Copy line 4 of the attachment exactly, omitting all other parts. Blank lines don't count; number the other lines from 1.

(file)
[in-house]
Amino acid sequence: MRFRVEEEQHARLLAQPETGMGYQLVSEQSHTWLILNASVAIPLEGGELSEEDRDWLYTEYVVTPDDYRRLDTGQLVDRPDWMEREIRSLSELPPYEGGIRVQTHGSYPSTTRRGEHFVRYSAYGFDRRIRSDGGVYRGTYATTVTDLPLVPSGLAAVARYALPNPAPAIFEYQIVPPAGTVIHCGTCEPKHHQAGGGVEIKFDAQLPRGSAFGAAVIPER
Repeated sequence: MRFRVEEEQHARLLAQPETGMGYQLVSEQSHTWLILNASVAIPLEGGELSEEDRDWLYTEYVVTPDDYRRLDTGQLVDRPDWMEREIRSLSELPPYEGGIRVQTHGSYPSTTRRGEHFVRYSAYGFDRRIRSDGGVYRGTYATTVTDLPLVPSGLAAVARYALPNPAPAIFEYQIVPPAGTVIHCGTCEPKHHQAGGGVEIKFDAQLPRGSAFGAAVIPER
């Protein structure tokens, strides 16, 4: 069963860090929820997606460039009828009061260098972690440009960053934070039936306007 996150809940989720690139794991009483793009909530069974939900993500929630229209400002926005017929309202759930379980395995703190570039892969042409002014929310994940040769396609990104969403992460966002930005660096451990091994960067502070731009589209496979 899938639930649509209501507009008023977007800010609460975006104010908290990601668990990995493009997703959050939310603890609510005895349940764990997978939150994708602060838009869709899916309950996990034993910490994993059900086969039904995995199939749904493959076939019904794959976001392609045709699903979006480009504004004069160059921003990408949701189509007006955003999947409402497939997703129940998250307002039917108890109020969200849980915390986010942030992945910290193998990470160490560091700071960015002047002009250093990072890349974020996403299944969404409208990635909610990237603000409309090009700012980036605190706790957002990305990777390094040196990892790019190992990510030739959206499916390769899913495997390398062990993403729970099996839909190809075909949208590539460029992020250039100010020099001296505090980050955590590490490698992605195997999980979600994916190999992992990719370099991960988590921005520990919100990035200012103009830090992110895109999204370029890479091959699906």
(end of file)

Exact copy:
């Protein structure tokens, strides 16, 4: 069963860090929820997606460039009828009061260098972690440009960053934070039936306007 996150809940989720690139794991009483793009909530069974939900993500929630229209400002926005017929309202759930379980395995703190570039892969042409002014929310994940040769396609990104969403992460966002930005660096451990091994960067502070731009589209496979 899938639930649509209501507009008023977007800010609460975006104010908290990601668990990995493009997703959050939310603890609510005895349940764990997978939150994708602060838009869709899916309950996990034993910490994993059900086969039904995995199939749904493959076939019904794959976001392609045709699903979006480009504004004069160059921003990408949701189509007006955003999947409402497939997703129940998250307002039917108890109020969200849980915390986010942030992945910290193998990470160490560091700071960015002047002009250093990072890349974020996403299944969404409208990635909610990237603000409309090009700012980036605190706790957002990305990777390094040196990892790019190992990510030739959206499916390769899913495997390398062990993403729970099996839909190809075909949208590539460029992020250039100010020099001296505090980050955590590490490698992605195997999980979600994916190999992992990719370099991960988590921005520990919100990035200012103009830090992110895109999204370029890479091959699906």